"One of America's most distinguished creative artists in any field" (Aaron Copland) Intricate, mercurial work often mirrored human interactions and relationships Late career creative burst yielded an outpouring of major orchestral scores, along with numerous chamber works, in a style marked by transparency and clarity of texture, with a new directness of formal design * Music championed by leading conductors including Boulez, Barenboim, Knussen, Dohnányi, Levine, Gielen, Holliger and Morlot * His many awards include official recognition from the governments of France, Germany, Italy, and the U.S. * Awarded two Pulitzer Prizes (String Quartet No. 2, 1960; String Quartet No. 3, 1973)
Works by Elliott Carter include:
Triple Duo (1983) for chamber ensemble
Symphonia for orchestra: Partita (1993), Adagio Tenebroso (1994), Allegro Scorrevole (1996)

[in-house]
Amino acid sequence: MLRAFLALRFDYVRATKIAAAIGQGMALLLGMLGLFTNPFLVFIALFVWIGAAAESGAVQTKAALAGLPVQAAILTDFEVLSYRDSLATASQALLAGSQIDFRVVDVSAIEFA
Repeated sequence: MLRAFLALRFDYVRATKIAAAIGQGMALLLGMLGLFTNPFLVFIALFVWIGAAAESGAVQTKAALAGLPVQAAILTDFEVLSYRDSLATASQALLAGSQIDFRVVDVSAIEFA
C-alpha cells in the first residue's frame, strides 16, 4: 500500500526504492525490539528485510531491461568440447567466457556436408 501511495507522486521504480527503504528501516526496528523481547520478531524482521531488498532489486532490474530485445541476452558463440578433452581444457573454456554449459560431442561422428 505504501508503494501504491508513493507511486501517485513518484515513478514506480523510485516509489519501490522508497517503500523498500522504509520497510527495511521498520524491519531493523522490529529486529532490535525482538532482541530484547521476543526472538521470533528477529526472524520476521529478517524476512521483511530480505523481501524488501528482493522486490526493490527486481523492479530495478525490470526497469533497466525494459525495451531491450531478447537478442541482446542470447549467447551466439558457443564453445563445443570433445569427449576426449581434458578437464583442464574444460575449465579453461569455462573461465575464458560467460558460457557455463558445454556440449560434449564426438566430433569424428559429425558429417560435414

What Next? (1999) opera in one act
Flute Concerto (2008) for flute and ensemble
Looking Ahead: Ensemble Intercontemporain and conductor Brad Lubman perform Carter’s Triple Duo in Paris, December 10. Robin Ticciati leads the Deutsches Symphonie-Orchester Berlin in a performance of Carter’s Symphonia: Adagio tenebroso, December 15. Daniel Barenboim leads the Boulez Ensemble and soloist Emmanuel Pahud in Carter’s Flute Concerto in Berlin, December 22.
Video: View a series of interviews with Elliott Carter talking about his life and music.
"There is often wit and humour to be heard in [Carter's] work; anger in some of the earlier big pieces; increasing lyricism and beauty in the compositions of the recent decades. He is America's great musical poet." — Andrew Porter, Musical America
“[Carter’s music is] often suffused with quiet delight, as if the Moderns’ great crisis of subjectivity might, and should, be looked on as an opportunity rather than an occasion for terrible doubt.” — Guy Dammann, Times Literary Supplement